Canaletto, life and works of the great master of Venetian vedutism

Canaletto (Antonio Canal) was the great master of eighteenth-century Venetian vedutismo. His major works, biography.

Canaletto (Giovanni Antonio Canal; Venice, 1697 - 1768) was one of the most celebrated painters of vedute of his time, among the greatest of vedutismo, the genre born in the eighteenth century that focused on extremely accurate and realistic landscapes and views. In his vedute, the artist crystallized the wonderful lagoon city and its inhabitants, sometimes idealizing it but never running into the unreal. His achievements in the fields of perspective and atmospheric rendering led him to such innovative artistic results that they made him the most sought-after painter of the time.

The poles of his existence were Venice and England (in England Canaletto remained for a full nine years). However, although the Venetian and English landscapes were very different, the painter’s stylistic signature remained the same. Canaletto was not only famous for his talent, but he also had a reputation for being exorbitant; in fact, his works were very expensive and his character was rather grumpy, as many of his clients complained. Nevertheless, there were many significant patrons, including the Prince of Liechtenstein and the banker and future English consul in Venice Joseph Smith, who opened the painter’s doors to wealthy English collecting. Canaletto was skilled in the use of perspective and especially color, modeled according to light gradations that infused the painting with an idyllic atmosphere.


Life of Canaletto

Giovanni Antonio Canal was born in Venice in 1697, probably on October 17 or 18, to the painter Bernardo Cesare Canal and Artemisia Barbieri. It was the father figure who transmitted the painterly sensibility to his son Giovanni, with whom in fact he collaborated in the staging of some melodramatic performances by preparing the painted backdrops. Of Antonio’s theatrical activity, however, no graphic or pictorial evidence remains. It is probable that, even within the framework of scenographic interests, he began to practice painting of "views from nature," under the suggestion of the landscape painter Marco Ricci. In 1719 he went to Rome with his father. The Roman sojourn became pivotal for the young Canaletto (a nickname given to him to distinguish him from his father), who matured and finally decided to devote himself to landscape painting. Fascinated by the Roman ruins, the painter abandoned his theatrical activity.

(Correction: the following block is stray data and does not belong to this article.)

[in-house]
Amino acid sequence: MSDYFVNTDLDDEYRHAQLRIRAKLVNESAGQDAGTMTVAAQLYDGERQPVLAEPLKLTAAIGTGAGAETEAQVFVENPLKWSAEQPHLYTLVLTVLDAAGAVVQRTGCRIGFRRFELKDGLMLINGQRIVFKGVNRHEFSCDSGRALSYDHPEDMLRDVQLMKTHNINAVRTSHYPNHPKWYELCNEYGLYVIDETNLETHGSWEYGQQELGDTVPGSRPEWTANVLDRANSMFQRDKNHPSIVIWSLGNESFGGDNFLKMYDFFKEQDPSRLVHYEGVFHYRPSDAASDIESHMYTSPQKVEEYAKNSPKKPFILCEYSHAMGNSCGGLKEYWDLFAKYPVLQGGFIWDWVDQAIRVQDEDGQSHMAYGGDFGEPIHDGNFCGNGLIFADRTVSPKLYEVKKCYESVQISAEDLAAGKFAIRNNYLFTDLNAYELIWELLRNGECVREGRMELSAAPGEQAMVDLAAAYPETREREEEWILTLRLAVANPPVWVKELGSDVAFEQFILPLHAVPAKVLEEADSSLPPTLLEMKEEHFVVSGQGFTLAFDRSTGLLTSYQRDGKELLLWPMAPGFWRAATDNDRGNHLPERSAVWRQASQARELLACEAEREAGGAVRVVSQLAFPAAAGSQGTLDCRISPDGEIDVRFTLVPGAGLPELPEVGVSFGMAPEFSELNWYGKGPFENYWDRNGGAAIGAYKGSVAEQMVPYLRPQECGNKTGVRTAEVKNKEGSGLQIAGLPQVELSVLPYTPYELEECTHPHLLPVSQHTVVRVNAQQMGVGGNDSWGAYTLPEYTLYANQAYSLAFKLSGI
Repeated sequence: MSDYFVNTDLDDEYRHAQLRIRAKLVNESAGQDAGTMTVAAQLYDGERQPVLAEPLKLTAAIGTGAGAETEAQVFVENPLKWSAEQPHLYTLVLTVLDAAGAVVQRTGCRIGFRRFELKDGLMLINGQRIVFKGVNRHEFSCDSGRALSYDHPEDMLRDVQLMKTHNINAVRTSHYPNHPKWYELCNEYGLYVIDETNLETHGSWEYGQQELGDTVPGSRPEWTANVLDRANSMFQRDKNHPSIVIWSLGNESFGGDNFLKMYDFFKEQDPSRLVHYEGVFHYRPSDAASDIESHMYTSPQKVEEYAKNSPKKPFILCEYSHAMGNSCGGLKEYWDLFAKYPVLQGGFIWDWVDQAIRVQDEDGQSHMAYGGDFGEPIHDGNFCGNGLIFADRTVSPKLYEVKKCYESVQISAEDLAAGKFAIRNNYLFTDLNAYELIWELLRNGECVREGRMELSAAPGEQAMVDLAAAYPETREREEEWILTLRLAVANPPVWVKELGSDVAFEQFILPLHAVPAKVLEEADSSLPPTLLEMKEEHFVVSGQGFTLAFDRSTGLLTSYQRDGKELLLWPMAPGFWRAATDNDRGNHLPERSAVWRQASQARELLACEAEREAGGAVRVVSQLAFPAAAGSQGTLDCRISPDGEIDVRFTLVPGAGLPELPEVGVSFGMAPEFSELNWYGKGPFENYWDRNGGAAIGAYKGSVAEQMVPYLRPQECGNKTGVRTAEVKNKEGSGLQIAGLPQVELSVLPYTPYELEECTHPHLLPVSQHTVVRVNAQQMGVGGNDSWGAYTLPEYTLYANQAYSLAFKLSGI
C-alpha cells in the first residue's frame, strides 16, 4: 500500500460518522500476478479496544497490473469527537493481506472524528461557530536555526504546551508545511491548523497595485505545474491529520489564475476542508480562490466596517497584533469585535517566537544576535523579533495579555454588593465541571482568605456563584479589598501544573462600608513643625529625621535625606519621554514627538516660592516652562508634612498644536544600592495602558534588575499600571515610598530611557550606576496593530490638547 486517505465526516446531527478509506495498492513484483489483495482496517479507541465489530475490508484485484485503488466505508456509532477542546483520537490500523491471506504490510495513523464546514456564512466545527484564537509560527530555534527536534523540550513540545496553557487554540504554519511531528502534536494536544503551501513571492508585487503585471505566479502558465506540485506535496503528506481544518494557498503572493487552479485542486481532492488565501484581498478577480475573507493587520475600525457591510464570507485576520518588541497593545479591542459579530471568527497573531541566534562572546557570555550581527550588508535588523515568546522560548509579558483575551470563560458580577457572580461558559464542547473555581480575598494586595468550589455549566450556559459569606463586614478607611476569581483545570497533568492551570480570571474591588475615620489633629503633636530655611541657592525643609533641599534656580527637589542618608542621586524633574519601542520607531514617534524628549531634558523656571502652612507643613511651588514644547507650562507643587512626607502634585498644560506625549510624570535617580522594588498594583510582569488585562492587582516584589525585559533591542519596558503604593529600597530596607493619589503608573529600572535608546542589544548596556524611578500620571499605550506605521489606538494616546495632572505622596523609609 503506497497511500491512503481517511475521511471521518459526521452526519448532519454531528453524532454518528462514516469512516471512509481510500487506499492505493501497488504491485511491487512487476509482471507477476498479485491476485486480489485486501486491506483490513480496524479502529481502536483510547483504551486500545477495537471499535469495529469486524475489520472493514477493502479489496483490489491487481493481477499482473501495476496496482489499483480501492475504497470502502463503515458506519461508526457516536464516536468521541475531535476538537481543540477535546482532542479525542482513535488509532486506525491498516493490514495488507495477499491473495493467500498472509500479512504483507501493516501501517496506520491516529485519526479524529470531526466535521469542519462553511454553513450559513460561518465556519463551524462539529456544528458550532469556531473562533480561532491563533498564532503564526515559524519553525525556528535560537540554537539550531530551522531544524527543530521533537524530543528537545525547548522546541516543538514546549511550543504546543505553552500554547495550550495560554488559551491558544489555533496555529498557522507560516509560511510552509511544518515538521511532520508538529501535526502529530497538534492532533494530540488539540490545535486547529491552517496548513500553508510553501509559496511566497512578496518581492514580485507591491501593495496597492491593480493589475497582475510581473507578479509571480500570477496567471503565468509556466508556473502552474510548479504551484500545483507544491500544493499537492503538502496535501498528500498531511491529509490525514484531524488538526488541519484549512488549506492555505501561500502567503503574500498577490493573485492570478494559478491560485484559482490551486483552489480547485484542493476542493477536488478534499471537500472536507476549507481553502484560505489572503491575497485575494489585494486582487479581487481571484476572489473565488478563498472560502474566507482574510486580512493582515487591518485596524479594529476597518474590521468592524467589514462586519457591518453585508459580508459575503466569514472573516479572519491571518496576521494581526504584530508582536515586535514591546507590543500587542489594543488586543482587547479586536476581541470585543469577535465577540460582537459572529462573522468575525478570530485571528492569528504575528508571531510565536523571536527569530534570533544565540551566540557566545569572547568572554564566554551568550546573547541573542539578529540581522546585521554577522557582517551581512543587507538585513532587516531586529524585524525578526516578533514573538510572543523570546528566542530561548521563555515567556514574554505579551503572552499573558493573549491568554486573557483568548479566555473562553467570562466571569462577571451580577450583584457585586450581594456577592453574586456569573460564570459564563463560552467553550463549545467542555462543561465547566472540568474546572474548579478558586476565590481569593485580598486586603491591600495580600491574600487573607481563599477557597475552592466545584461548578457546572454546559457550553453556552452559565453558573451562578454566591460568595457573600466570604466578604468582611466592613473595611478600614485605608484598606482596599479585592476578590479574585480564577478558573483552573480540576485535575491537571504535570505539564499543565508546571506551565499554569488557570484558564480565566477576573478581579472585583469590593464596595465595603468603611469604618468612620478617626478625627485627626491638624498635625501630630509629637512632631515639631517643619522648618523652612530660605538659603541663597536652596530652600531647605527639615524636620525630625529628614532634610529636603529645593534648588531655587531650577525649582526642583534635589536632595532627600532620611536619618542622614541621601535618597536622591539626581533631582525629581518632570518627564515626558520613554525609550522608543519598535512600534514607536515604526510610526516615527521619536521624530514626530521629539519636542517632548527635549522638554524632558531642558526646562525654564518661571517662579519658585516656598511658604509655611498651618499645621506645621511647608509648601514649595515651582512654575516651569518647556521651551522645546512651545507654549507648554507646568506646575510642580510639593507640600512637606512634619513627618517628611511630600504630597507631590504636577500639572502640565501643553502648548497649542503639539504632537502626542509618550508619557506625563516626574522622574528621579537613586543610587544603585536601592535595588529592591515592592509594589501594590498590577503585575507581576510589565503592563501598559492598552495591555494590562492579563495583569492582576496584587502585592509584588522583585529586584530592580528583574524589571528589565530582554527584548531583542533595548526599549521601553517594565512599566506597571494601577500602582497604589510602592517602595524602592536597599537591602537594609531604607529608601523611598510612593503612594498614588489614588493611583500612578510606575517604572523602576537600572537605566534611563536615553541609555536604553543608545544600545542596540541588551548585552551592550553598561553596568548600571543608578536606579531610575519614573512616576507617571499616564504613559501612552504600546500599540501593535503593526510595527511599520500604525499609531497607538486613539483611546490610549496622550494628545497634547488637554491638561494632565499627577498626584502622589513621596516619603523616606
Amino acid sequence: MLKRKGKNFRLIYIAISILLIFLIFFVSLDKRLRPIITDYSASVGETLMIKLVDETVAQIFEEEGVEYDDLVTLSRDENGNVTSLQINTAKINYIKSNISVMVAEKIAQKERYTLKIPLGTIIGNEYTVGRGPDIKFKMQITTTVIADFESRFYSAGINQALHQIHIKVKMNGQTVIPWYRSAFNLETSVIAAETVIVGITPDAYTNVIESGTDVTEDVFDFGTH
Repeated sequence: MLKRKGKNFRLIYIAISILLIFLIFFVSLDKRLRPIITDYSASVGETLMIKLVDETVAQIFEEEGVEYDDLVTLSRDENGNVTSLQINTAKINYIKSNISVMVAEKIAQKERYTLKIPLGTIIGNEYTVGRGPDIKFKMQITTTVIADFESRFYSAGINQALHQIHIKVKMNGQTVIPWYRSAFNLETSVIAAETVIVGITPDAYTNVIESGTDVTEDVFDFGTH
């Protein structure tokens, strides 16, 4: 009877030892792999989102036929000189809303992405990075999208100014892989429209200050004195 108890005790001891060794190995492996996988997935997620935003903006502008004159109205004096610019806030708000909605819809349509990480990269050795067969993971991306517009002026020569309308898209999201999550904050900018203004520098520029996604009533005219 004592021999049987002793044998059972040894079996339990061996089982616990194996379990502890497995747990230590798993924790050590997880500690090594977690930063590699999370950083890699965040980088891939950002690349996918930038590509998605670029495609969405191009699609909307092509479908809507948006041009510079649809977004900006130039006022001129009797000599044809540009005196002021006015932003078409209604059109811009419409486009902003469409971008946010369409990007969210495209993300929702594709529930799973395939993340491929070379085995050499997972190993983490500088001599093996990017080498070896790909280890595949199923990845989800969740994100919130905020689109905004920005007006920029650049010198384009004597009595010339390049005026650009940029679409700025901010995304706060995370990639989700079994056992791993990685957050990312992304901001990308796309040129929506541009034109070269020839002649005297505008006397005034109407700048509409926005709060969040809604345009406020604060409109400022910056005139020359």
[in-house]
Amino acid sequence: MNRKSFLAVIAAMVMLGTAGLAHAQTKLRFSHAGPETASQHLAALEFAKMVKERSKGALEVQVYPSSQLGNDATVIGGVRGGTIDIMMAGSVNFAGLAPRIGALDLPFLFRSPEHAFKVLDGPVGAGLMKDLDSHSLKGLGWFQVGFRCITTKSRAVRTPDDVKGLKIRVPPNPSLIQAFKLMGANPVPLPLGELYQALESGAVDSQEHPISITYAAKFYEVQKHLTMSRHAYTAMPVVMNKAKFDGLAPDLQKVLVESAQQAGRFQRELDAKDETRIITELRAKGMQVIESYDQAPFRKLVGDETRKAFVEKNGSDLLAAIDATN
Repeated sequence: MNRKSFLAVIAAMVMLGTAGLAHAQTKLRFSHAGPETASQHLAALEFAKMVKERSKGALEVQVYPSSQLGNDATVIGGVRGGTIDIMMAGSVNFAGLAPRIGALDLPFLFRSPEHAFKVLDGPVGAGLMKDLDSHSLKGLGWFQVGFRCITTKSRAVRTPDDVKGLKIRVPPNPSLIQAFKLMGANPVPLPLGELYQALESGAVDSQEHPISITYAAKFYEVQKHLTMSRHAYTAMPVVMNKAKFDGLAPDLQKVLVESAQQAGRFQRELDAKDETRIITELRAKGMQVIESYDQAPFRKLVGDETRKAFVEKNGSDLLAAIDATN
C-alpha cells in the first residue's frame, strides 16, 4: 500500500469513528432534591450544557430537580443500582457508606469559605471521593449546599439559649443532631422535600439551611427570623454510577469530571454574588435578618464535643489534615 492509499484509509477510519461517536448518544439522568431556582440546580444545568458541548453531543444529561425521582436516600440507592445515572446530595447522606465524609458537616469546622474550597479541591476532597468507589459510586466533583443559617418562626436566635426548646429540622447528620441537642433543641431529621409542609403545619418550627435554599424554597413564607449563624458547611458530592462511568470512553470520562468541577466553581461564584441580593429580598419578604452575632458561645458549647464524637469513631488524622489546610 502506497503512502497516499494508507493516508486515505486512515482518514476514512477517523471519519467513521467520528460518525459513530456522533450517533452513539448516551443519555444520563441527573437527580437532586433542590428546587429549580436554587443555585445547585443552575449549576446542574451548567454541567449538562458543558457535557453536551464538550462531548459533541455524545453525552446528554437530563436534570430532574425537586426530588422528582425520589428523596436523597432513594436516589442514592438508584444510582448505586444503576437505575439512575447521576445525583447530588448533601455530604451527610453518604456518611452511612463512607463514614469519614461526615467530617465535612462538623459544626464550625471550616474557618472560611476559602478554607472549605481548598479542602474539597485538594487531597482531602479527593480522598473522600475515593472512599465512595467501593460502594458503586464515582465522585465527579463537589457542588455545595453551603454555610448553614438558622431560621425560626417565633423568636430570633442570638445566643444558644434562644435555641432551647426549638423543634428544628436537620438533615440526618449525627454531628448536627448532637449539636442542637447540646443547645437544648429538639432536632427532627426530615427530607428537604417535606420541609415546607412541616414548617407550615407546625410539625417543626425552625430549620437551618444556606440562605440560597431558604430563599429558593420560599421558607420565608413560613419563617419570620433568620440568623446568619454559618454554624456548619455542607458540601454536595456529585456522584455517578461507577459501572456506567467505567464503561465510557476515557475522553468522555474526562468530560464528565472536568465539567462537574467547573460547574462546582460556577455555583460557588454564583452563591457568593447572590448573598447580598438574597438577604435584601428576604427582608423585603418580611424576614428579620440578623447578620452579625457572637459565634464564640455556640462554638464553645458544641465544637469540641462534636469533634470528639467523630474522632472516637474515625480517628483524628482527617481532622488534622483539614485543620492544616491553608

A document from 1720 attests to Canaletto’s return to Venice, as his name appears among those of the "painters of the fraglia,“ a term that in the territories of the Venetian Republic indicated the guilds of arts and crafts. In 1722 Canaletto was found to be engaged in the execution of perspectives and landscapes in a ”capriccio" depicting Lord Somers’ Tomb. “Capriccios,” in the artistic sphere, are understood to be all those works that are the result of the artist’s creativity: according to Filippo Baldinucci, "a capriccio is a work of art that arises from a sudden imagination of the painter. " These works were commissioned from Canaletto by Owen McSwiney, an Irishman who first became involved in the theater as an impresario, but did not reap great fortunes, and was later engaged by Lord March in the ambitious project of having the most celebrated Italian painters execute a series of allegorical tombs of the most illustrious figures in seventeenth- and eighteenth-century English history. Canaletto’s name appears in a letter sent by McSwiney to Lord March. Canaletto’s growing fortune was evidenced by a number of significant works, which are now part of the Liechtenstein collections: The Grand Canal to the Rialto Bridge, St. Mark ’s Square, which was one of the earliest depictions of the square and the painter’s favorite subject, and the Beggars’ Ward. In 1725 a collector from Lucca, Stefano Conti, commissioned works from the Venetian painter depicting the Grand Canal and the Rialto Bridge, both dated 1725, which are now part of a private collection. It is very likely that by this time Canaletto had attracted some interest from the English banker, merchant, and collector Joseph Smith, a figure who played a key role in the Venetian painter’s artistic fortunes. The relationship between Smith and Canaletto was not immediately particularly serene: however, as early as 1730 the painter turned out to be engaged in producing works for the banker, destined for British collectors. Testifying to Canaletto’s success was the public recognition he received in 1733 as “best painter of views.”